What became apparent is that, while the agency enhanced accessibility for visitors and staff alike, many barriers endure for people with disabilities, especially during the COVID-19 pandemic. With permission, we share and reflect on Wendy, Judy, and Keith’s words to highlight the triumphs and ongoing struggles to guaranteeing accessibility.
Being disabled has shaped the NPS careers of Wendy, Judy, and Keith; but the federal agency has also shaped how they understand and relate to disability. Following a workplace injury in the late 1980s, Wendy suffered brain bleeding that causes her to live with epilepsy. Today, as a disabled person, she realizes that her worldview has changed since this accident. Wendy’s parents raised her to perceive her surroundings as if “it’s one big, beautiful, big blue marble world, and… we can all get along together,” but that philosophy “blinded me to some things that are much more apparent to me now. That you can really only see from inside the world of that disability.”2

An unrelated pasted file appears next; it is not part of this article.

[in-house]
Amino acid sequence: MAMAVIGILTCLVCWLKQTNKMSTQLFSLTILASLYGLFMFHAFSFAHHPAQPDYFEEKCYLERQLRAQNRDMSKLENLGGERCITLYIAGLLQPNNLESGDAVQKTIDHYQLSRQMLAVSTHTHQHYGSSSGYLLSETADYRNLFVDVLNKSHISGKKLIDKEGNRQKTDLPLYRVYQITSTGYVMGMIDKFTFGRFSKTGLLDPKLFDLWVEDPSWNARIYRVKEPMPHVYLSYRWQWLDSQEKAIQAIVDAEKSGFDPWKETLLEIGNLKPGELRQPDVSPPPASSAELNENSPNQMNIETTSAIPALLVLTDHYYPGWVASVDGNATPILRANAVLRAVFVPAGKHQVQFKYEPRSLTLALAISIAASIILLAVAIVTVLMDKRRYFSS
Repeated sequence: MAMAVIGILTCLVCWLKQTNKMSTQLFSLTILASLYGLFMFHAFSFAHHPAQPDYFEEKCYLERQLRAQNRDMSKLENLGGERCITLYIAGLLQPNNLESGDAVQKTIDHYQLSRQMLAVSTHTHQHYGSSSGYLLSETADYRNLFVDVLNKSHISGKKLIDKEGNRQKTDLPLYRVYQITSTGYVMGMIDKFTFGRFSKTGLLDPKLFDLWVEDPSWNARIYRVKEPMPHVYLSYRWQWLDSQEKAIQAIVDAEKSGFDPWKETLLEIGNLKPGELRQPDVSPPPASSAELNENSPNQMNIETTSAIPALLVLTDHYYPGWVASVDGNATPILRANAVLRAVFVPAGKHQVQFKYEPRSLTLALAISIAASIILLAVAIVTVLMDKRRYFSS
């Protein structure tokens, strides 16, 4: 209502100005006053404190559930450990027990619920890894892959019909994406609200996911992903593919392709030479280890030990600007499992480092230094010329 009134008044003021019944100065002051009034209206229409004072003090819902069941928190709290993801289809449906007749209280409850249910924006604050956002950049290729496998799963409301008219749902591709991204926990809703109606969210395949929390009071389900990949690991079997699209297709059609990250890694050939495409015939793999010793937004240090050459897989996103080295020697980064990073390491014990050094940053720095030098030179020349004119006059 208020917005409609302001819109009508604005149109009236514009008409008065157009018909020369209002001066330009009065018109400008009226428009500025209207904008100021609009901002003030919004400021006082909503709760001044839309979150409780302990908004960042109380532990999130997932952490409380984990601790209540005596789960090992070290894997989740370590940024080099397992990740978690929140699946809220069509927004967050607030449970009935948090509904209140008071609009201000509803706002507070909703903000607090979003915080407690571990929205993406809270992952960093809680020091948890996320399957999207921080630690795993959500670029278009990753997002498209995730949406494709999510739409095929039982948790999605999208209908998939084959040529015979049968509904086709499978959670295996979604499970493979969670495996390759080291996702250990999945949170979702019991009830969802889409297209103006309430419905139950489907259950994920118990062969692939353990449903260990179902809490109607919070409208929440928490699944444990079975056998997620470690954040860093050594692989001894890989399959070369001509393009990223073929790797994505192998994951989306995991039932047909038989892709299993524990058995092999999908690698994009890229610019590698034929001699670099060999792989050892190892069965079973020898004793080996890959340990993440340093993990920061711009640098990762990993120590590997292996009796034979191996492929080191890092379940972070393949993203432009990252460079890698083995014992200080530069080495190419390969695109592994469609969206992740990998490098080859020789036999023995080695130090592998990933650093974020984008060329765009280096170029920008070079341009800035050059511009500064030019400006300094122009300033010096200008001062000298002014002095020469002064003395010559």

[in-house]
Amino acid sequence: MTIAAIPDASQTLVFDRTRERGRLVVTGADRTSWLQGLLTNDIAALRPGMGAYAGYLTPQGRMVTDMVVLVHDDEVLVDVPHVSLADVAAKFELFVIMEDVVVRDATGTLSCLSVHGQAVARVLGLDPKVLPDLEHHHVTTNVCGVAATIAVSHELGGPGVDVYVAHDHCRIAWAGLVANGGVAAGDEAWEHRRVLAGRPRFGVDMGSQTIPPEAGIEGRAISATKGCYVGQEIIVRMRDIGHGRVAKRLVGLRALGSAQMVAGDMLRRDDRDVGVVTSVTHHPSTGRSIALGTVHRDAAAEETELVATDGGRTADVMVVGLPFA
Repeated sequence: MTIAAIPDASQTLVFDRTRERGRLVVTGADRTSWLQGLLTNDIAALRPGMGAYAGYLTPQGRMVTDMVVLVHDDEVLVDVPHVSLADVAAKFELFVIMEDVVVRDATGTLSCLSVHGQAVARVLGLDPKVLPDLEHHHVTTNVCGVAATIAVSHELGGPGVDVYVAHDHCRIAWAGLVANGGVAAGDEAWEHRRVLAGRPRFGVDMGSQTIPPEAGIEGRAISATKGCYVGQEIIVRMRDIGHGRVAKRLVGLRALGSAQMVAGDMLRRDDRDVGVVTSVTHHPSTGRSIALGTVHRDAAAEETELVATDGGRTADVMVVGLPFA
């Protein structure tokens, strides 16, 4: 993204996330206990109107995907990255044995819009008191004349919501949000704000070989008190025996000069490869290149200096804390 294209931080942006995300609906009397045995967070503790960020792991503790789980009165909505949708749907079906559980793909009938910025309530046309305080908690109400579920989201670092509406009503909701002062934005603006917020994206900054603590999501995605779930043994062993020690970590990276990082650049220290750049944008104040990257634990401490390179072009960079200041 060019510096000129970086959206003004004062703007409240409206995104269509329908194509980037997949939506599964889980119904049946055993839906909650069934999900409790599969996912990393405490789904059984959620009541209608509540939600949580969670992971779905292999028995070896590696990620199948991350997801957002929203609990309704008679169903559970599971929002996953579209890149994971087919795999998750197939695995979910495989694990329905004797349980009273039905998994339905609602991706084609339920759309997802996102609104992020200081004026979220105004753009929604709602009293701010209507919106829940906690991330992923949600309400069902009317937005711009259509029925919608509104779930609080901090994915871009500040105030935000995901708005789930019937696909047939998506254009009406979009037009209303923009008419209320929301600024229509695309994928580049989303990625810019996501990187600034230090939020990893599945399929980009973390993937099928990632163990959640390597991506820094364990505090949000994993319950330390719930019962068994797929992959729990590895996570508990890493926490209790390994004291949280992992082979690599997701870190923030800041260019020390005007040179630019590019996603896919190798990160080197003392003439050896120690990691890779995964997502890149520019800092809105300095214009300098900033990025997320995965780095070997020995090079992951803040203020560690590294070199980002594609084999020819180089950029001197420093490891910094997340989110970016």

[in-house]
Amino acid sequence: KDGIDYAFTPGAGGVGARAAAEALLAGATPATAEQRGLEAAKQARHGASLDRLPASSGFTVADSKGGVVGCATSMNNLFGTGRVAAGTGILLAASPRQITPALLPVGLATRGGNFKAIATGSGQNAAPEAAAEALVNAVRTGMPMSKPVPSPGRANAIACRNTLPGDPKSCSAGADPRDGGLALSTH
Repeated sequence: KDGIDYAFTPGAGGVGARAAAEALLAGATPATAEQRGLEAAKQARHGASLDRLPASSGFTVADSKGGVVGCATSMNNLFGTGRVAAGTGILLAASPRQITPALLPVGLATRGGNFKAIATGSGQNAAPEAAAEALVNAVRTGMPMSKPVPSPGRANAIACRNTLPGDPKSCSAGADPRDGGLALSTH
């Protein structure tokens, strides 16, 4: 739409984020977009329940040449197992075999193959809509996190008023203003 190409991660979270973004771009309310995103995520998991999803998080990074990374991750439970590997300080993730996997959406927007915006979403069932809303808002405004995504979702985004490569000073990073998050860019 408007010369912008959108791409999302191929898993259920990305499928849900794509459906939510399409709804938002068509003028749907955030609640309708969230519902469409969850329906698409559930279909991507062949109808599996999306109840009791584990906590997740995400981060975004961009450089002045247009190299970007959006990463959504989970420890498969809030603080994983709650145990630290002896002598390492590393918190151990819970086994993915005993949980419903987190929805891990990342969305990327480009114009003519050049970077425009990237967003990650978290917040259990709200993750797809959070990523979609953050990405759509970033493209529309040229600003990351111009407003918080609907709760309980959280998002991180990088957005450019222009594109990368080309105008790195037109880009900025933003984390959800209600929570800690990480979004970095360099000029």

Becoming disabled has made her keenly aware of barriers to communication and equitable experiences for all staff.
Judy had similar experiences with such barriers. As she has become increasingly hard of hearing, Judy has shifted to working almost entirely remotely to accommodate her communication preference, even before the pandemic. She found that teleworking allows her to communicate more effectively through written correspondence. She has also welcomed a service dog to assist with hearing. Judy, however, confronted challenges when she applied to bring her dog to work. “It became pretty apparent that I really was my own advocate,” said Judy, after her supervisor initially balked and she realized that colleagues did not understand the policies that protect persons with disabilities. 3